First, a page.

• If our massive nuclear arsenal was sufficient to deter the USSR, why would it not be sufficient to deter Iran?
• Why are there no secure fences along our nation’s land borders?
• Should welfare recipients be allowed to vote?
• Should public employees be allowed to unionize?
• Instead of a 3.4-million-word federal tax code, could not necessary revenue be raised by means any ordinary educated citizen can understand in their entirety?
• What purpose is served by the 52,000 US troops stationed in Germany, or the 35,000 in Japan, or the 28,000 in South Korea?
• Why does Congress never declare war, as Article I, Section 8 of the Constitution provides? Why do they never deny appellate jurisdiction to the Supreme Court, as Article III, Section 2 permits?
• What does the USA gain by permitting large-scale settlement of Muslims in our country?
• A shortage of skills in some occupation is signaled economically by a rapid, prolonged rise in wages for that occupation. Why, in the absence of such signals, are guest-worker visas issued?
• Should civil servants be hired strictly by merit as determined by competitive examinations?
You can likely add a few of your own, but that’s enough to make my point, which is: If any of those questions were to be posed to our two current major presidential candidates, how different would you expect their answers to be? How different would you expect policy to be on any of these questions as a result of the coming election going one way rather than another?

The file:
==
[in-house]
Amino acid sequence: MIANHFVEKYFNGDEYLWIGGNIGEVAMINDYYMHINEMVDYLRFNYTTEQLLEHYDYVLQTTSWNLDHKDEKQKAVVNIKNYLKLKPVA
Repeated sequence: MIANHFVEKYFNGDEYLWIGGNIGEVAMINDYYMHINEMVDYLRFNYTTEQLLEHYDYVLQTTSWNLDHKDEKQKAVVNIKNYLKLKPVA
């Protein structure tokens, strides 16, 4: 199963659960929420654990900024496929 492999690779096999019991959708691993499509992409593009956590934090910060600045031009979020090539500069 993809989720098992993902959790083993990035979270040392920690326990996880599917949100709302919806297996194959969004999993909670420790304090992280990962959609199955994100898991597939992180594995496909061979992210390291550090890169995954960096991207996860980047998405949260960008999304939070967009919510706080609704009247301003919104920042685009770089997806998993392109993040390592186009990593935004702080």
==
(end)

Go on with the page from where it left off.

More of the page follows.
What is the actual difference between our two major parties on any of these issues?
There is, in fact, no politics in the USA. All significant political posts are held by either Democrats or Republicans, and on every issue likely to be thought important by the historians of 500 years hence, the two parties are of the same mind.
Supreme Court justices, you say? I spent a miserable couple of hours last week reading the transcript of the oral arguments before that court in Fisher v. University of Texas, down in the weeds with “compelling interest,” “critical mass,” and “holistic individualized consideration.”
Fisher is the third major appeal on affirmative action to come before the court this past forty years, counting Bakke (1978) as the first and Grutter (2003) as the second. Both the Burger court and the Rehnquist court did little but split fine metaphysical hairs on the issue, essentially allowing affirmative action—as plainly unconstitutional as a procedure can be—to continue under slightly tweaked rules of decorum. The Roberts court will undoubtedly do the same.
There is no politics. There is no choice. The mighty ship of national destiny steams steadily southward while we citizens wander across the deck, east to west, west to east, under the illusion of purpose.
I doubt I’ll bother to vote in November.
Image of American flag courtesy of Shutterstock
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